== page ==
The Lake Louise Ski Area has a unique setting in Banff National Park and we want to make sure our visitors have every opportunity to explore and understand the area’s natural, historic and cultural wonders.
The Ski Area Management Guidelines (2006) encourage the development of winter educational opportunities that complement Canadian National Park and World Heritage Site values. The Lake Louise Ski Area Site Guidelines for Development and Use (2015) direct us to engage about nature and culture, year-round, more meaningfully.
This aligns well with our vision. In addition to being a world-class, national park ski area, we aim to be a global model for multi-season sustainable tourism, environmental and heritage interpretation and education. We are committed to preserving and celebrating Canada’s natural and cultural heritage, to inspire, educate, and cultivate conservation champions in this and future generations, to engaging responsible partners in stewardship and to initiatives in support of Truth and Reconciliation.
Emphasis will be given to:
· Enhancing winter-season Interpretation Exhibits and Programs;
· Improving the summer experience by establishing enhanced exhibits at the arrival area, and by relocating the summer program to the proposed new Eagle Ridge Day Lodge and Interpretation Centre; and
· Introducing a new Interpretive and sightseeing trail network along Eagle Ridge.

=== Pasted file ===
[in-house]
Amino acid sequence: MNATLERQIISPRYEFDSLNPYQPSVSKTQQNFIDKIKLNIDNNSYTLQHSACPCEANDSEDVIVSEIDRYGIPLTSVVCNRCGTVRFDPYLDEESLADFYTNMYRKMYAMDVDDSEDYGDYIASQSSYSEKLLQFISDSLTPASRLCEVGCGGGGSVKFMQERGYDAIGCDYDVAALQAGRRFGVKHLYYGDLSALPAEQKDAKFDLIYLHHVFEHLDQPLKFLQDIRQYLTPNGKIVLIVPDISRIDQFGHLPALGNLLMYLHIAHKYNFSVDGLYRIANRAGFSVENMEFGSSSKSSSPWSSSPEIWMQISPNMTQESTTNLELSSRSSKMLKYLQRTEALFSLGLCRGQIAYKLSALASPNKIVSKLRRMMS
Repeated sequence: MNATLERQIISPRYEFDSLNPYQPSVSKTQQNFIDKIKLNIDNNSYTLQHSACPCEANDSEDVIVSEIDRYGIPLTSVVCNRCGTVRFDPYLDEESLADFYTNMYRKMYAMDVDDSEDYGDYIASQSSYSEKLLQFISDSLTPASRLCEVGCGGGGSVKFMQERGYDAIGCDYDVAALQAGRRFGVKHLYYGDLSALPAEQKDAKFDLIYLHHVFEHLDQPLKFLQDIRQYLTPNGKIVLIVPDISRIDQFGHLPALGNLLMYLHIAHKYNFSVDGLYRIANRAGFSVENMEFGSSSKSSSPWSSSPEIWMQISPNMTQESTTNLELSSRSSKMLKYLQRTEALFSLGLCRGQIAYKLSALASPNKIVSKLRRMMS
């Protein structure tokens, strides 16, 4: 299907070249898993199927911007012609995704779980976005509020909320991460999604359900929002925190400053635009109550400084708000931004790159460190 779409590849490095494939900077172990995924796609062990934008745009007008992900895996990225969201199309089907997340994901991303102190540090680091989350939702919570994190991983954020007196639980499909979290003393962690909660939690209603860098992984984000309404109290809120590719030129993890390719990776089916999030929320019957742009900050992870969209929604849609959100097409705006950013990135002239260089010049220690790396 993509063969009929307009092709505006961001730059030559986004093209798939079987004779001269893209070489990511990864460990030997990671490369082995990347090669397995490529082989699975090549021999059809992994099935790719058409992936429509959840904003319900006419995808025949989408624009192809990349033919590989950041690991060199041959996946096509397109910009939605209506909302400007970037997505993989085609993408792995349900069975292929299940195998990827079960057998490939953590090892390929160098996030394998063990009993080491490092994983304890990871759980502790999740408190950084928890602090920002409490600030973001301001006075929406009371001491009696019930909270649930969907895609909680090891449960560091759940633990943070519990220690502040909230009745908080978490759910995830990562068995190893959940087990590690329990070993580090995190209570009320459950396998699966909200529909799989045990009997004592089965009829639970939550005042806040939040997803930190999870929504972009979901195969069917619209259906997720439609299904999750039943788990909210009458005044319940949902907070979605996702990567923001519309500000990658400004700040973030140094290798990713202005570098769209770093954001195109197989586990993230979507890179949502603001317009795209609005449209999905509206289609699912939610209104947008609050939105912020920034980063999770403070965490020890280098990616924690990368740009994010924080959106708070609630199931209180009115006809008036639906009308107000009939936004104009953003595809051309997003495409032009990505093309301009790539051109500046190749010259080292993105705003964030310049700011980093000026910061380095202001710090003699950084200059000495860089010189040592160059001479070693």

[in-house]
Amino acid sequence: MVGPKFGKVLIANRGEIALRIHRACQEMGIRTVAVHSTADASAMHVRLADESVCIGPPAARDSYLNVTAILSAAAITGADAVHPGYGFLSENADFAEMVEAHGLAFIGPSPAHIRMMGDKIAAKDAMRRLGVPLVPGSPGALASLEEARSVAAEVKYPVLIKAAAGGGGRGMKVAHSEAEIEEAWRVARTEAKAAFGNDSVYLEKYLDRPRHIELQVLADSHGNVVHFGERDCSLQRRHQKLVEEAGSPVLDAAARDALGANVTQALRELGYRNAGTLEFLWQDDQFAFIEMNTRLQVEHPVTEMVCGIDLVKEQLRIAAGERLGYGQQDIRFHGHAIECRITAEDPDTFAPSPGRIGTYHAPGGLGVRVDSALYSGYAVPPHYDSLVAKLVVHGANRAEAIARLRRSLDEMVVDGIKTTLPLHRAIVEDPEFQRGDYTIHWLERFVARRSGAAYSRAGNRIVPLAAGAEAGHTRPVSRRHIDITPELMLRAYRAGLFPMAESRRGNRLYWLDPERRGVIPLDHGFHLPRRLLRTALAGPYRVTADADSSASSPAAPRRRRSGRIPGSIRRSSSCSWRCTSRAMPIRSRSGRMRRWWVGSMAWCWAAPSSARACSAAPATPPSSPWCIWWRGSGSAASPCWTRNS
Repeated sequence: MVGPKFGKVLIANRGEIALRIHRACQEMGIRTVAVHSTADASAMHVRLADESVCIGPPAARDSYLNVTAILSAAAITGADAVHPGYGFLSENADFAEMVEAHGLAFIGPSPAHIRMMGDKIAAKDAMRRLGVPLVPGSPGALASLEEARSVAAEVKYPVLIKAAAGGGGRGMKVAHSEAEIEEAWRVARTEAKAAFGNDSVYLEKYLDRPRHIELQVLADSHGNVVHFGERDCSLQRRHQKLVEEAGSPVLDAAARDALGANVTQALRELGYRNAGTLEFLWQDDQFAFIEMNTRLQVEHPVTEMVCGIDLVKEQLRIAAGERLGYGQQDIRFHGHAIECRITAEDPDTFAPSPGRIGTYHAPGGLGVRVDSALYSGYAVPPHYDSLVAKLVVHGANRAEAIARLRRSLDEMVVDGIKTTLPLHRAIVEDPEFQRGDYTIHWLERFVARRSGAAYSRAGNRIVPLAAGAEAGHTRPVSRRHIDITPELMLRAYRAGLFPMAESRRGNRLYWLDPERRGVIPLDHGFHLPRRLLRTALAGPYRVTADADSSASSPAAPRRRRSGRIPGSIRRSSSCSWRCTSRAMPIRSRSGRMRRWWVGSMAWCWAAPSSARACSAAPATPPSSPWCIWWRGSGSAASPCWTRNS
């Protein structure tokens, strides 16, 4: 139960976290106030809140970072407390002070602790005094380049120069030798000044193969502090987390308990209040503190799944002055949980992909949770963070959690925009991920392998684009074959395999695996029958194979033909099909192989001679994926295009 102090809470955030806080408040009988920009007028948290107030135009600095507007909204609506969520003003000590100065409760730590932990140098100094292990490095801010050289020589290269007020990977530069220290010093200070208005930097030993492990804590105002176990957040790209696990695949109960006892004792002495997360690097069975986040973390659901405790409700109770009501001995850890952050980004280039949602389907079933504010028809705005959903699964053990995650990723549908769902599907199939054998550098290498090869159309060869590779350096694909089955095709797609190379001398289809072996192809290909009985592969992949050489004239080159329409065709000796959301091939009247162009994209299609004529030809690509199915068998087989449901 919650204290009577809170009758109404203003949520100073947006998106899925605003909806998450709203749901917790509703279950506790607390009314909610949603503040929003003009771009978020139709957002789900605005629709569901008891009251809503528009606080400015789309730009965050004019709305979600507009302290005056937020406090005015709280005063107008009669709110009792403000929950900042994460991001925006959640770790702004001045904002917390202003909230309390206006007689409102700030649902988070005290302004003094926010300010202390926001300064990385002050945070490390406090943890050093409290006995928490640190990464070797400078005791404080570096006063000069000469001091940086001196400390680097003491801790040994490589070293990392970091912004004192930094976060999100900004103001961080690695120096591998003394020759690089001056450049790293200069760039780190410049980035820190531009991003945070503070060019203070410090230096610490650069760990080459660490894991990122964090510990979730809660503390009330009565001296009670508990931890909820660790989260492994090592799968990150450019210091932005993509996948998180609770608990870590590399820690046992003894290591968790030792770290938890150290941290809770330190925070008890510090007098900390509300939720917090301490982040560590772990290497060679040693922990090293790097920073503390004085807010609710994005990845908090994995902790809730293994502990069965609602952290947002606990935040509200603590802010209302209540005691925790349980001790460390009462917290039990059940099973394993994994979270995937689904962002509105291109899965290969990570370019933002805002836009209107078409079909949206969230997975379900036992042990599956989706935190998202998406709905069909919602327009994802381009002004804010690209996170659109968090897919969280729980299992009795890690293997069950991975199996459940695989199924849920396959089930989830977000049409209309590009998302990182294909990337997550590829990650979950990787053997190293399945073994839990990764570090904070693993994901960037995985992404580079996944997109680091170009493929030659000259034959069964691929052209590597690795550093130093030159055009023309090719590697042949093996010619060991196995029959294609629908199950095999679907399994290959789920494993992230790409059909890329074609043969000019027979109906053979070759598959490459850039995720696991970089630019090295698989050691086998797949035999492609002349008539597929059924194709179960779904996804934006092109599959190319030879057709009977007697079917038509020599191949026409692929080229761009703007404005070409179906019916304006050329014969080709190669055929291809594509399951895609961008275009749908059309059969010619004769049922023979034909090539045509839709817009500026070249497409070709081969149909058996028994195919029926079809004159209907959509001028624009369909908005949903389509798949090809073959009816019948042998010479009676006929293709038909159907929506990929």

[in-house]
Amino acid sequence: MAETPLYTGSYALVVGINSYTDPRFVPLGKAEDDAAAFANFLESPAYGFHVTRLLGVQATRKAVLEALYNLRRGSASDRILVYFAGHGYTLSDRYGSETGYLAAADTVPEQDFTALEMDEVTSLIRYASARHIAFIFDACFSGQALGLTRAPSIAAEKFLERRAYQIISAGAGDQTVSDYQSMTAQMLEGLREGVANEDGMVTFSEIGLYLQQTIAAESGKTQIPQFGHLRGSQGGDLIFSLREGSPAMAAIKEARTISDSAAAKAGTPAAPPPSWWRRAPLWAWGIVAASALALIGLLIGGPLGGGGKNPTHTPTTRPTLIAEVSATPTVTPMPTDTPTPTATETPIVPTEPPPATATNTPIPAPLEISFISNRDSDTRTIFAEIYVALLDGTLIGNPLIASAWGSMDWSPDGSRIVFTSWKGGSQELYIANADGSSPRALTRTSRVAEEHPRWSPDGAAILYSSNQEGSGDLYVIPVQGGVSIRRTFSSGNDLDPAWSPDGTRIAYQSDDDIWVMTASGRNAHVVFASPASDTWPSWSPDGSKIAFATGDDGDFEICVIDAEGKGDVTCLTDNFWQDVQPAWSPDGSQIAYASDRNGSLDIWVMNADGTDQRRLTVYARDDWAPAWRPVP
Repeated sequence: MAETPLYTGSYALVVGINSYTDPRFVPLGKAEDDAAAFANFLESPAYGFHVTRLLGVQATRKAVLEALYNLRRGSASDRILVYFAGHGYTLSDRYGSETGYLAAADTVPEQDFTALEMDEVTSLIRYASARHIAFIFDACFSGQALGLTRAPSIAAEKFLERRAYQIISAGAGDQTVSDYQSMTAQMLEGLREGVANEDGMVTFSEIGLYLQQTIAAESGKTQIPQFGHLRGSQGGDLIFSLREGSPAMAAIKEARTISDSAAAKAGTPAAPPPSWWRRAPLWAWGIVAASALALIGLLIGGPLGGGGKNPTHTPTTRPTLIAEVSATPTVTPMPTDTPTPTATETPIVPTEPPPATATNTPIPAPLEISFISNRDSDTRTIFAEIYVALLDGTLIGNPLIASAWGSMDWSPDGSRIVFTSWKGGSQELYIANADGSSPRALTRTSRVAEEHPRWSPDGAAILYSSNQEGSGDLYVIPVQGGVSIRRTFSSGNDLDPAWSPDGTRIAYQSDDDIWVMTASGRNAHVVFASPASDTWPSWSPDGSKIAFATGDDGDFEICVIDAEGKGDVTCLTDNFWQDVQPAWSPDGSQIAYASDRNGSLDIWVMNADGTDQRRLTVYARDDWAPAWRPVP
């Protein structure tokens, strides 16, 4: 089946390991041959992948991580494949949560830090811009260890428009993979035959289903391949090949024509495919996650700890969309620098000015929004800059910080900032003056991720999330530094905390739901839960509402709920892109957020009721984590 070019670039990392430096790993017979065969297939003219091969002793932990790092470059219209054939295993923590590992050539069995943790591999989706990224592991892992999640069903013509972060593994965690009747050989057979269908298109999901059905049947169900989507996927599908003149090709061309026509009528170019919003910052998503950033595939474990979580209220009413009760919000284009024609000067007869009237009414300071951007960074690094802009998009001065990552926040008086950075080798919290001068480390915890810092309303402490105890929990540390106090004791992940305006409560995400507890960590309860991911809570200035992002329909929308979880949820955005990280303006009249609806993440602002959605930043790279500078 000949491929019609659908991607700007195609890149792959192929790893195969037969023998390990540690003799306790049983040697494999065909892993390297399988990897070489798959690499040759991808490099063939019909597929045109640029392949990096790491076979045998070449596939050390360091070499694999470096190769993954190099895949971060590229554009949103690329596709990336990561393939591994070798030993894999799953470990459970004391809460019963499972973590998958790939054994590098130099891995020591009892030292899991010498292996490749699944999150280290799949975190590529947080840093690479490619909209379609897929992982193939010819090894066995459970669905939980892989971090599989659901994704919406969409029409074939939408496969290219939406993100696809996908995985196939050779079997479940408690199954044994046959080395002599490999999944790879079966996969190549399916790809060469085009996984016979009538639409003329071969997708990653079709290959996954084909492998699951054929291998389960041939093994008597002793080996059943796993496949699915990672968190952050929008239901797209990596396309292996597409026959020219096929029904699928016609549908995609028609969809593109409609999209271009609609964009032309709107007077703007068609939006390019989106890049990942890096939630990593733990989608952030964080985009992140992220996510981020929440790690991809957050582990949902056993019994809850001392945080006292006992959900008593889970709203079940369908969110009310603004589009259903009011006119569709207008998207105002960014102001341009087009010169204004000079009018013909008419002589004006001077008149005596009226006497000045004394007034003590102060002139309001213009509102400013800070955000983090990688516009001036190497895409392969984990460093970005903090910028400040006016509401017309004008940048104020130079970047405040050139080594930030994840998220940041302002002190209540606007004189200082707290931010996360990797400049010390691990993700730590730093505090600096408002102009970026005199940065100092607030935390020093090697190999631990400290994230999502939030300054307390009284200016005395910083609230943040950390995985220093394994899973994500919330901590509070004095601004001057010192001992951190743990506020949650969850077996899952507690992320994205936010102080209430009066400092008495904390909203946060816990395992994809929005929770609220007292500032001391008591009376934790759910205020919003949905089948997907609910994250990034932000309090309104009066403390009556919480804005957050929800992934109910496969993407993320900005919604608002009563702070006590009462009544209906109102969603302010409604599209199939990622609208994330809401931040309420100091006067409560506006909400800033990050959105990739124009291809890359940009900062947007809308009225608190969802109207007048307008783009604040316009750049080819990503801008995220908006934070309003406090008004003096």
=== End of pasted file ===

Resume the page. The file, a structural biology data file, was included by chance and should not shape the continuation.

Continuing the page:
The Long-Range Plan incorporates a Heritage Tourism, Interpretation and Education Strategy that will be reviewed and updated on an ongoing basis, and as required to support Canada’s broader goals for public education and awareness.
We know people want to learn more about the area’s history, landscape, wildlife and culture, including Indigenous history and culture. We provide some of that opportunity with our summer interpretation programs which are currently based out of the Whitehorn Lodge at mid-mountain, but these will be enhanced with more interpretive space. The mid-mountain area is important habitat in the summer months for grizzly bears and other wildlife species. So, by developing a new mountain-top day lodge at Eagle Ridge and moving our summer interpretation programs to the new lodge, we can help reduce human activity in high-quality wildlife habitat. We would return the Whitehorn Lodge to winter-season use only.
Developing the new Day Lodge on Eagle Ridge also helps improve the experience for our summer visitors by providing them with a true mountain-top experience with more interpretive exhibits and panoramic ridge-top trails. This new day lodge, blending into the ridgeline to reduce potential visual impacts, would give visitors a 360-degree view of the Rocky Mountains. This new lodge will provide a dedicated facility for summer season interpretation programs, so we can continue to enhance our role in educating visitors about the area’s nature and conservation values. Currently, the Interpretive Programs are not accessible to all, and solving accessibility levels for mobility-impaired guests is another associated benefit.
The new Lodge will be the start and end point for a series of self-guided interpretative hiking trails and snowshoe tours on the upper mountain above treeline. These closed-loop trails will create a network of hiking opportunities with interpretive and interactive signs and viewing platforms and would be made up of various lengths and difficulties. We’re proposing three loops – ranging from 500 metres to 1,300 metres – to provide a variety of convenient hiking opportunities.
A map of the proposed trails is available to download here.